Once again, I haven’t actually watched the movie. But I am an asshole on the internet with a baseless opinion born of my prejudices and preconceptions, which is practically the same thing.
By now, the “Marvel Movie Formula” has become a well-trod path indeed. One might even go so far as to call it a rut. Each movie seems to share the same aspects, with only the names and faces swapped around like someone ran a find and replace on the script. The same Mcguffin-driven plot structure, the same story beats, the same style of humor, the same trail of metaplot breadcrumbs after the credits, etc. It’s trite. It’s routine. It’s–holy shit, is that fucking Spider-Man?
Oh my goooooooooooooooooooooooooood! It is! It’s Spider-Man! It’s fucking Spider-Man! This movie has Spider-Man in it! Holy shit, holy shit, holy shit! I don’t know how they clawed him back from Sony Pictures, but they did! Spidey! Spidey’s back!
This changes everything. This changes fucking everything.
Some might point out that Spider-Man’s cinematic history isn’t exactly stellar, and that the past three movies have been large enough stinkers that this Avengers roster refresh constitutes his second reboot in the space of four years. These are just the people who just need to try real hard to forget that everything that happened after Spider-Man 2 ever happened. Perhaps they can be convinced that Spider-Man 3 and The Amazing Spider-Man movies were all some sort of feverish nightmare. Spider-Man 2 was the shit, there’s no way they could have fucked the franchise that badly, right? You must have imagined it.
Spider-Man’s inclusion in Avengers 2.5 represents a dramatic change in the Marvel movie formula. Yes, it is still full of soulless CGI-bombast and has a hollowed out void of nothingness where we would expect to find some sort of emotional resonance.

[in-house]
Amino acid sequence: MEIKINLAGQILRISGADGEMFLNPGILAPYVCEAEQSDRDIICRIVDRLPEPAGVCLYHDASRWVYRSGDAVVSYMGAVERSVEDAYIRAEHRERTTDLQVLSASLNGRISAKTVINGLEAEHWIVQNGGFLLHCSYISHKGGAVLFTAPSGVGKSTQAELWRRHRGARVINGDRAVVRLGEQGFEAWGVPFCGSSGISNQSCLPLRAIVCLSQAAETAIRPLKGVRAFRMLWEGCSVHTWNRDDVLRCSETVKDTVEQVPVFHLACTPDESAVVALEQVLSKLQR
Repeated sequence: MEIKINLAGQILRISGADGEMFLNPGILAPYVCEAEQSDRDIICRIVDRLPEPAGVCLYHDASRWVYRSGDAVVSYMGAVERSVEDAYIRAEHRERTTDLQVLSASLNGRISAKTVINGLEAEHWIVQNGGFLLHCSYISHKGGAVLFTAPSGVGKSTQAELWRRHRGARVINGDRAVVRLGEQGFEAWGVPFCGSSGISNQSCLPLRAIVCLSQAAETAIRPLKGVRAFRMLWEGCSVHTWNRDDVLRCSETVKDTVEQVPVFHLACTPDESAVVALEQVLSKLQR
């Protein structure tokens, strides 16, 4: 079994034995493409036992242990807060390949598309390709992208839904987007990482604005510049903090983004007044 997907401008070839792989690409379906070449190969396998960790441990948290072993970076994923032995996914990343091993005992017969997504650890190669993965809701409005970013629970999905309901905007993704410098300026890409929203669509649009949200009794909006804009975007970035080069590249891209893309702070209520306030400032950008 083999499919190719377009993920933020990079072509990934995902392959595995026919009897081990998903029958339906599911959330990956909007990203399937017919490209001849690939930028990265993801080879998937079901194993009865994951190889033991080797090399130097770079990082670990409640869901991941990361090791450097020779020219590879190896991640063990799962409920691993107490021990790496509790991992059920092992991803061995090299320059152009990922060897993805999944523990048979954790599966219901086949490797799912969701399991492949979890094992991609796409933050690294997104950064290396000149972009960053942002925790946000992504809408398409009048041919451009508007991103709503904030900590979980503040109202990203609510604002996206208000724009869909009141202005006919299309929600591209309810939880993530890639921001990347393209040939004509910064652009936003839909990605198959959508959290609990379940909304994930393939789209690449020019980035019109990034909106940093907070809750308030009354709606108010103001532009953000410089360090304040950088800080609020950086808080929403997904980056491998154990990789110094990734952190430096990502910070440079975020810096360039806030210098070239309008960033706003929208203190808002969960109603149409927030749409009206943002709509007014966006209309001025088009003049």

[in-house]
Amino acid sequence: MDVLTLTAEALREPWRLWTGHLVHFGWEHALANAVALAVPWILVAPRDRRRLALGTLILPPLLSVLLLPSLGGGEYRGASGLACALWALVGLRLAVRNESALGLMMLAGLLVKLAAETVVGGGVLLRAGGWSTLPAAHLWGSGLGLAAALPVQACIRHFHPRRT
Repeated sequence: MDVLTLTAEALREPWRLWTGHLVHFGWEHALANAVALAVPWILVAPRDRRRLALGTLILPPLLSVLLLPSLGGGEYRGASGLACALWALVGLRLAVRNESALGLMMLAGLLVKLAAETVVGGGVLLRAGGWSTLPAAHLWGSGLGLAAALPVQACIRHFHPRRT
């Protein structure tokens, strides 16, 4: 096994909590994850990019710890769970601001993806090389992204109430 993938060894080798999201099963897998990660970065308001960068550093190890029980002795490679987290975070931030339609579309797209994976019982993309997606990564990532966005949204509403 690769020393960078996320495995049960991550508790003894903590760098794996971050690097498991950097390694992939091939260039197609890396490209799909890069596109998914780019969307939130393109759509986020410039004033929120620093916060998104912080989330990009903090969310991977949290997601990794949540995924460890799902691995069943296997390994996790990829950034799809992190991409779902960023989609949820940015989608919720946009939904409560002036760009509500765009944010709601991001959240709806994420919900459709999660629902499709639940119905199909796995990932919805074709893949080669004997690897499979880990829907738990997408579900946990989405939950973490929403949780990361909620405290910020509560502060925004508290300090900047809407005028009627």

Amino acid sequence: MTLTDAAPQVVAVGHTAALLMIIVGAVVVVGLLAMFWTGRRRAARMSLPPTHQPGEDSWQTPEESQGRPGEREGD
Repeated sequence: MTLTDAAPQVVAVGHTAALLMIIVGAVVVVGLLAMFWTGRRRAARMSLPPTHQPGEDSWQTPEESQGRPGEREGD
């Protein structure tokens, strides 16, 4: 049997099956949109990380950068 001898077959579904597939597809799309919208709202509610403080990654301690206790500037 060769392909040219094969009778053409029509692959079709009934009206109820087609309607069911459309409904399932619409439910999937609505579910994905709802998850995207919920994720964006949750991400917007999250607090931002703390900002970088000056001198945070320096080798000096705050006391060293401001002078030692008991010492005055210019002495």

But now it has Spider-Man.
There will still be the “strong female” character archetypes who will end up still needing to be rescued from peril by men and be replaced by other characters in the Lego sets depicting their iconic scenes.
But one of those men is Spider-Man, so it’s not sexist or reinforcing codified gender roles to children.
Captain America still won’t understand today’s society, Iron Man will still be Batman without the whole being orphaned thing, Black Widow will still inexplicably be pining for Hulk, War Machine is probably this movie’s death fake-out, and Ant-Man will be rendered superfluous as the team’s wise-cracking arthropod-themed member. All that is the same, but now it has Spider-Man, so it is in fact completely different and new.
Black Widow will also never get her own solo movie because Marvel “doesn’t need” two hero movie franchises evocative of spiders in their stable. But let’s face it, she was never going to get her own movie regardless.
In short, Spider-Man turns the whole formula on its ear and makes it something new and never-before-seen by the transitive power of Spider-Man. He probably doesn’t even show up in his classic look until the climax, but that’s okay. Two hours and fifteen minutes is still way shorter than the thirteen episodes it took Daredevil to put on his god-damned costume, and even then they didn’t get the mask right until a few episodes into the second season.
Oh yeah, Black Panther’s in this one too. He’s okay, I guess.
Verdict: I’ve always really liked the Marvel movies anyway.